It started out with DOS for Dummies - a modest volume whose title was based on the premise that the reader was an ignoramus who needed simple step-by-step instructions to navigate the notoriously cryptic Microsoft operating system.
Little did anyone know that the little book would spawn an industry of books for dummies. It's impossible to say how many there are - Amazon.com listed about 800 when I checked last night, including eBay for Dummies and Depression for Dummies.
Hard as it is to argue with this success, Chris Charuhas, a 39-year-old author, computer instructor and publisher from Frederick, believes there's a serious problem with virtually all of the technology-based books for dummies. He says they're too complicated and have too many words. The same goes for almost every other how-to computer title, he argues.
So Charuhas has founded a company that distributes simple computer books online. As in really simple.
Each page consists of a photo or screen shot and a line or two of how-to text. The books cover subjects ranging from the basics of the Windows and Mac operating systems to Web and database programming with PERL and MYSQL (which are not subjects for dummies of any stripe).
These volumes aren't beautiful, but they are understandable. And for the time being, a screen-readable version of each one is free for downloading at Charuhas' In Pictures site (inpics.net).
Higher resolution PDF versions, suitable for printing, are available for $3.95 each. So readers don't risk much if they decide to pay up.
Up front, I have to say that these books are a bit too simplistic for my tastes, as much as I appreciate brevity. But I can see their attraction, and Charuhas says he's put a lot of research into his instructional model over the years.
His preoccupation with basics began when he was working as a computer instructor and tried his hand at developing course materials - particularly those understandable to students with learning disabilities or limited English. Charuhas parlayed that interest into a research grant from the U.S. Department of Education that enabled him to refine his techniques with input from students and teachers.
"When the big conglomerates publish books that tell you how to do stuff, they use hundreds of thousands of words. More is better. As an author, if you give them 200 pages, they want 300 pages," he says. "What I found out in teaching is that 'more' is not better. If you have 200 pages, make it 100 pages. And show is always better than tell."
That pretty well describes what you'll find on inpics.net. You can find printed and online copies of similar books that Charuhas designed for classroom and corporate training at the firm's sister site, visibooks.com.
Just remember that none of these titles takes you very far into its subject. That's the price you pay for simplicity. But if you, a friend or family member need help understanding the software you're using, inpics.net is a good place to start.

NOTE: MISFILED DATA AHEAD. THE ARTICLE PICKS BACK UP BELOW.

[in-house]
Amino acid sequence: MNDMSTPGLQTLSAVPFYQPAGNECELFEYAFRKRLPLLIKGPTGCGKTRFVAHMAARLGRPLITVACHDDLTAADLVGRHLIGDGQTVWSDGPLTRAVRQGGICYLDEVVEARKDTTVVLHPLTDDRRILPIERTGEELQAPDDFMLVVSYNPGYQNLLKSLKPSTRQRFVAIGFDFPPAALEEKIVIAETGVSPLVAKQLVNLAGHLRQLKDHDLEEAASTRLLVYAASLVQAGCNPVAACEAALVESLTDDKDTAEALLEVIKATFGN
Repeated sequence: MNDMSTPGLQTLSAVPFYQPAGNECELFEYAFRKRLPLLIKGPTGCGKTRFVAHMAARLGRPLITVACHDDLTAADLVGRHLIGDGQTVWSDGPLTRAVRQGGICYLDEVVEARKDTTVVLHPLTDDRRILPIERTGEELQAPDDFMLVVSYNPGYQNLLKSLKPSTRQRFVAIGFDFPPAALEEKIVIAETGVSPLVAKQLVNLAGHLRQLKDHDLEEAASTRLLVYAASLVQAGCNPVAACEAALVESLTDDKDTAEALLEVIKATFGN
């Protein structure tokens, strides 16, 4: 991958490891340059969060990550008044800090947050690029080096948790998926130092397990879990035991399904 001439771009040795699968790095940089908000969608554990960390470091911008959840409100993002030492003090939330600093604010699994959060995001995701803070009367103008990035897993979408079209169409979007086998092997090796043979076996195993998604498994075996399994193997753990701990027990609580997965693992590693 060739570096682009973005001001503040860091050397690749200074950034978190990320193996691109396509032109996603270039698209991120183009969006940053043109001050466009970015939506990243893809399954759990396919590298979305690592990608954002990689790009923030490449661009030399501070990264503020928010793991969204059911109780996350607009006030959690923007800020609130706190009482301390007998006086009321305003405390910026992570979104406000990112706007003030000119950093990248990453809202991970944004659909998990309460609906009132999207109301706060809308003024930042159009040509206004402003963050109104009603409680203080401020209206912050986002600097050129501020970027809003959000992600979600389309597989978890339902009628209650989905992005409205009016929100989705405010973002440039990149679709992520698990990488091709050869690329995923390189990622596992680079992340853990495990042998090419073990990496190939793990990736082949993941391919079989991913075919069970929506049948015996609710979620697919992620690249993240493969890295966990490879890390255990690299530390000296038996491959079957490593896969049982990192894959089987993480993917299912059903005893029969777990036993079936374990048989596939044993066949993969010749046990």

New help site: Speaking of help, if you're buying a computer, digital camera or other gadget - or you're just looking for general consumer technology guidance - check out the new tech portal at Yahoo (tech.yahoo.com).
Like Cnet.com, one of the Web's most comprehensive tech sites, Yahoo Tech aims to be a friendly source of reasonably objective information, reviews (from professionals and consumers), advice columns and how-to articles.
My first impression: It's nowhere near as deep as Cnet.com (which has been around for 11 years), but it's making a good start. One distinguishing feature is an exclusive deal for reviews of tech products from Consumer Reports, whose reputation for objectivity is based on the fact that it accepts no advertising.
Techies disdained CR for years because it took so long to get a product through the magazine's review cycle that it was out of date by the time it appeared. But that has changed, and CR reviews of high-tech equipment have become far more timely and accurate. That's a good reason to stop by Yahoo Tech and poke around.
Department of Interference: A few weeks ago I reviewed a gadget that enables motorists to play their iPods through their FM car radios.
That brought comments from drivers who said similar gadgets used by some Sirius and XM satellite subscription radios are interfering with nearby cars' reception of National Public Radio and religious broadcasts.
And that turned out to be true. You can read the whole (and often amusing) story by Frank Roylance (baltimoresun.com/news/nationworld/bal-t e.radio28apr28,1,7864588- .story).
Dumbest Dad's Day Gift of the Season (but I like it): Kids, if your parents are of a certain age, they'll remember LAVA Lamps - those silly, illuminated tubes from the 1960s that were filled with oily colored globs that floated around hypnotically while you stared at them and lit up ... well, that was another era.
Anyway, you can still buy real, honest-to-goodness LAVA lamps. I'm sure Dad (or Mom, if you can find one by May 14) would be embarrassed by a full-size model, but you can get a nice little 6-inch version that plugs into the USB port of your computer. That's right, a USB LAVA lamp desk accessory.
Don't worry, your data is safe. The lamp (full of colored glitter) uses the PC only for power. But it's fun to watch and, for 10 bucks, how wrong can you go?
They're available in silver, blue, pink and purple from ThinkGeek.com and other discriminating merchants.